More than 15,000 researchers from around the world have signed an update to a 1992 ‘doomsday’ document, warning that “time is running out” in the battle to sustain the future health of the planet.
In 1992, the Union of Concerned Scientists released the “World Scientists’ Warning to Humanity” notice. Signed at the time by a number of Nobel laureates in science, the 25-year-old open letter outlined that mankind is on a “collision course” with the natural word.
“If not checked, many of our current practices put at serious risk the future that we wish for human society and the plant and animal kingdoms, and may so alter the living world that it will be unable to sustain life in the manner that we know,” the statement read.
Two and a half decades on, the future of the planet appears even worse, according to the update.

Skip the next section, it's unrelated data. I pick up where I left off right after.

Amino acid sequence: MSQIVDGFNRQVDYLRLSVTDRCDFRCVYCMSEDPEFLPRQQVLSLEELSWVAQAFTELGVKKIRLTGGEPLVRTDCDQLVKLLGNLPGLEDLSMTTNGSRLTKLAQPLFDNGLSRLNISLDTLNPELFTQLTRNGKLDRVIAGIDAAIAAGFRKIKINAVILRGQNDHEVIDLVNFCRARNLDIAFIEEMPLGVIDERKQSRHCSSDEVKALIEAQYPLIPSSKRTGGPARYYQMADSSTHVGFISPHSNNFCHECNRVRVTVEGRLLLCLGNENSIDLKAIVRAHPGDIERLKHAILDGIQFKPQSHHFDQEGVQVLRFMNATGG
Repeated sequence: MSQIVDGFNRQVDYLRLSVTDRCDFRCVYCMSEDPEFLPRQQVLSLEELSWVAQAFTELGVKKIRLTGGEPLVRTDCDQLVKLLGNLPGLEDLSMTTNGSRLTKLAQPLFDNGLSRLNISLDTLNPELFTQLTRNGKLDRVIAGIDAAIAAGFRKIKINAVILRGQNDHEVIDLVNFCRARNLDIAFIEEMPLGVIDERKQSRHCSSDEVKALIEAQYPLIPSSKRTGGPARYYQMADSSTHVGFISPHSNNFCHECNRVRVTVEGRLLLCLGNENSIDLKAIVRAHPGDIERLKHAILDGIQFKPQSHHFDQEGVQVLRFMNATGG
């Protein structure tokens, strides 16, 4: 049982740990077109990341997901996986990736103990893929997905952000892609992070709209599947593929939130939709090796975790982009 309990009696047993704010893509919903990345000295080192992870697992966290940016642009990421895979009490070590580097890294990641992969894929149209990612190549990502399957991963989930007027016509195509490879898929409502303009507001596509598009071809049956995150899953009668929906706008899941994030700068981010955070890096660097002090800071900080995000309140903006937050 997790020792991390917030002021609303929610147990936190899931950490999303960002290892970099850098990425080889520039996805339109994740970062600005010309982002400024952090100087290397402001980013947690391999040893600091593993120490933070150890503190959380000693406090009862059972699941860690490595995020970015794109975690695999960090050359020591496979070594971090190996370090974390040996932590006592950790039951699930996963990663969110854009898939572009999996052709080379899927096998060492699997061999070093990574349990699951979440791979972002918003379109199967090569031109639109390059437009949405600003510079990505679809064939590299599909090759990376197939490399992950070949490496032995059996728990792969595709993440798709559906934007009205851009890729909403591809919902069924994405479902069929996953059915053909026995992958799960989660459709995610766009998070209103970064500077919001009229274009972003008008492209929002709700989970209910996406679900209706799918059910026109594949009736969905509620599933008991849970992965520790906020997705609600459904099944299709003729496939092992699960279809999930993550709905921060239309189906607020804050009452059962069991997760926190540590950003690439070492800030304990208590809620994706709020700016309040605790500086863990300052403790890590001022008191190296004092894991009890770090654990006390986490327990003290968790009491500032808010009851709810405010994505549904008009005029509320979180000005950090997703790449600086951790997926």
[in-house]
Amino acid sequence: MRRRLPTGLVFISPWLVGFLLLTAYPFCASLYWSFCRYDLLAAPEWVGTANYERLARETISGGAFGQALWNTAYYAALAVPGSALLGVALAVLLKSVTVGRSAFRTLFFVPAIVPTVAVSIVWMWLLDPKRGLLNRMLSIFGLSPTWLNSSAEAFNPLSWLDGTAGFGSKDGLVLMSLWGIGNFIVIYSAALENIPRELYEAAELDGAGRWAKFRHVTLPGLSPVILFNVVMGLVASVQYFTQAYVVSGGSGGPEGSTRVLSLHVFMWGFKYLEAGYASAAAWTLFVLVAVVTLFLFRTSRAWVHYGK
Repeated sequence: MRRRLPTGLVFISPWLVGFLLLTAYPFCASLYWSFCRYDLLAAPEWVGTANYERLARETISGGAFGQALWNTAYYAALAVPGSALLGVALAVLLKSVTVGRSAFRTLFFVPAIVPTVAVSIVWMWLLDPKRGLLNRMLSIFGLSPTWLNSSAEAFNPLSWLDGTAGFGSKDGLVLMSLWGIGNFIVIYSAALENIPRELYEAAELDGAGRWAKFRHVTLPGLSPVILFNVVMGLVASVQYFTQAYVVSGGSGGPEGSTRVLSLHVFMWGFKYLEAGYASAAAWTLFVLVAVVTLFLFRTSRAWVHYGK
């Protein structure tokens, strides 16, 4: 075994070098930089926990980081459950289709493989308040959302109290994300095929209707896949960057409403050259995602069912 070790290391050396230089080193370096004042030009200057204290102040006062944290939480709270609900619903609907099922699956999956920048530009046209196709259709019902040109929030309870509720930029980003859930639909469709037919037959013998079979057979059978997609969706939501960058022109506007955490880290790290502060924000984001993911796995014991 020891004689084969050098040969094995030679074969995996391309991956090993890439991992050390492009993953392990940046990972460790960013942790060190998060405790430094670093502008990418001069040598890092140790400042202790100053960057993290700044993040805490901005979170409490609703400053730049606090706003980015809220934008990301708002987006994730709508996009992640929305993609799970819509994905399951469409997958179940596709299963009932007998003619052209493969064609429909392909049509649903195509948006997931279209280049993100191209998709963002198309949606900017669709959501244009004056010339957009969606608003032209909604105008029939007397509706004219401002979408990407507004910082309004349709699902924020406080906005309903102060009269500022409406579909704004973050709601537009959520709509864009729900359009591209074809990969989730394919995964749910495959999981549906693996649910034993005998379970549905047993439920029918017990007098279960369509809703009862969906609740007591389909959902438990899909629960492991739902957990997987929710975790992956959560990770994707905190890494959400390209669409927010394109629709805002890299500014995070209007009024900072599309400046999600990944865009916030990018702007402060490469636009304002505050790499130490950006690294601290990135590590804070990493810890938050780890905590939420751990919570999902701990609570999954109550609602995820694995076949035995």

Drafted by William J Ripple, a professor of ecology at Oregon State University, the second notice is being backed by 15,364 scientists from 184 countries.
The new warning, entitled “World Scientists’ Warning to Humanity: A Second Notice” and published in the Bioscience journal, says that humanity has failed to make sufficient progress in solving its environmental challenges.
“Soon it will be too late to shift course away from our failing trajectory, and time is running out. We must recognize, in our day-to-day lives and in our governing institutions, that Earth with all its life is our only home,” the update reads.
The damage inflicted on the Earth in the past 25 years, include the increase of so-called pollution “dead zones” in oceans and the destruction of 129 million hectares of forest.
The warning also states that the ten warmest years on record have come since 1998, while collectively the number of fish, amphibians, reptiles, birds and mammals has dropped a dramatic 58 percent since 1970.
Among the bleakness, there’s one thing humanity appears to have done right, and that is the reduction of ozone-depleting emissions. This, according to the notice, is proof that “we can make a positive change.”